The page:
It is Oedipus Rex's hubris, or excessive pride that leads to nemesis, as well as his ogre, or anger, which is the cause of his reluctant realization of the truth. In fact, the name Oedipus signifies "I think/know" and "swollen feet"; Oedipus finally discovers himself once he conquers this hubris as he realizes that the feet upon which he stands are the very feet of the murderer.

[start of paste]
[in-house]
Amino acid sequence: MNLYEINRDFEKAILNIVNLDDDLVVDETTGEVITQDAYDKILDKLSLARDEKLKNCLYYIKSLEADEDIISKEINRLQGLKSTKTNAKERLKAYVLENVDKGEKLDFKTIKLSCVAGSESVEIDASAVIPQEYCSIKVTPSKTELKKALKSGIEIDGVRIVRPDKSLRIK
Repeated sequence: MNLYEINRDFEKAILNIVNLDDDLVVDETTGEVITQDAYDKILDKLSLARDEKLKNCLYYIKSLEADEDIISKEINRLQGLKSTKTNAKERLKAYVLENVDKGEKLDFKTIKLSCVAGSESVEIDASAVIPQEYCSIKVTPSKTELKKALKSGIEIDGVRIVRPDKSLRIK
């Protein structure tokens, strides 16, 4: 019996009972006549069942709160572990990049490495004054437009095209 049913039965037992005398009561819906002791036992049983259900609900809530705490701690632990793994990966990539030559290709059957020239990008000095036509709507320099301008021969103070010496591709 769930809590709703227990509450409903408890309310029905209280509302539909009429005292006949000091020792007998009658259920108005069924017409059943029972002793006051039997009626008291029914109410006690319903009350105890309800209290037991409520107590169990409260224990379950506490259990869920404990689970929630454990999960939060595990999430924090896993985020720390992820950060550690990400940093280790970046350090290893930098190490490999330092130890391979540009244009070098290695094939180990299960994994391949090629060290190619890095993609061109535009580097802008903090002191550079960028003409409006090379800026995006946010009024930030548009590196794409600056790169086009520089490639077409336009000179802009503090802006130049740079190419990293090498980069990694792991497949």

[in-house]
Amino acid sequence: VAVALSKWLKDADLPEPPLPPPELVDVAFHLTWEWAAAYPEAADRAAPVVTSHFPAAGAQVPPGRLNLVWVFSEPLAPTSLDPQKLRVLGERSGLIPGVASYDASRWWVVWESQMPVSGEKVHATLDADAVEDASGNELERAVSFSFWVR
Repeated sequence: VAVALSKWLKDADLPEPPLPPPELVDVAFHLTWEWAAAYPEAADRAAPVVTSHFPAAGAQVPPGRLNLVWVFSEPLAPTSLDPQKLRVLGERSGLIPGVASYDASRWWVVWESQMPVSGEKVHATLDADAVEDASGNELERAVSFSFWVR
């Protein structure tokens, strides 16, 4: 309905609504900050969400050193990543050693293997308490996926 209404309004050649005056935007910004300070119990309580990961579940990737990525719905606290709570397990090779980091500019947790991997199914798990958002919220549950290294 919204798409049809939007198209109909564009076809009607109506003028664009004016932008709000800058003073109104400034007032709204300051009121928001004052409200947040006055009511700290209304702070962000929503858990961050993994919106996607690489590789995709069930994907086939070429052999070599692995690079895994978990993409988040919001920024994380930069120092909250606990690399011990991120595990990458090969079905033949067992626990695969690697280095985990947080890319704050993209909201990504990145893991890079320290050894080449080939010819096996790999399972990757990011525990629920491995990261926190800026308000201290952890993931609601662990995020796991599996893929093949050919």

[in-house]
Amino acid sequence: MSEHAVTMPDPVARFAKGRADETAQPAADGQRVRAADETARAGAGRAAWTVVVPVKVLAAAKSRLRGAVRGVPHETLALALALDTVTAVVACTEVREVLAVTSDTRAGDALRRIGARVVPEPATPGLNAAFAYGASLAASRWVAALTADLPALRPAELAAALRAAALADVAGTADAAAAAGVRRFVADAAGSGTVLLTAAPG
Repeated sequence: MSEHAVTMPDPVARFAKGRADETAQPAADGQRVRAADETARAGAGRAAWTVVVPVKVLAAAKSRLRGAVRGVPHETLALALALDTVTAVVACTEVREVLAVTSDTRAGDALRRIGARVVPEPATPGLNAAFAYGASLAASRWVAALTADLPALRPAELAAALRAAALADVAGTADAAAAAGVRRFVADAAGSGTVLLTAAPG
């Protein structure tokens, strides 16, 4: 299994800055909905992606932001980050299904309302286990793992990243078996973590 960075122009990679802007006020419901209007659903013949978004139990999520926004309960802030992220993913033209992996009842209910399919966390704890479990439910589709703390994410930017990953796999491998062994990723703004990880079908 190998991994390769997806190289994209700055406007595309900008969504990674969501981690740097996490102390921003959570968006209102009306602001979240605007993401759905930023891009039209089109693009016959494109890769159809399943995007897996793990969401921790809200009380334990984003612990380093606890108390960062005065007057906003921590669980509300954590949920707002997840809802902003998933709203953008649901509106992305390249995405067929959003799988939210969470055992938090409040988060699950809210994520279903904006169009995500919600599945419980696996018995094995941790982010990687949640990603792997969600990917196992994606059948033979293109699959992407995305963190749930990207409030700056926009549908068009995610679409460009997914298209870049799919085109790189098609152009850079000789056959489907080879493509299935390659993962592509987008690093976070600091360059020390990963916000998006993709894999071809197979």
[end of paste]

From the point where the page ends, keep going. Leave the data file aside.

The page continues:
On the other hand, the reluctance of Oedipus to accept the truth of Tiresis also points to his wisdom and honorable search for what is really true as he keeps his vow to the people of Thebes, as well as his great character. For, in the first scene, the priest tells Oedipus, "You are not one of the immortal gods, we know" but he possesses the intellectual prowess to ameliorate Thebes's grave situation. Thus, it is significantly part of the tragic irony of this play that Oedipus seeks so hard to determine the cause of the plague when this cause is within himself.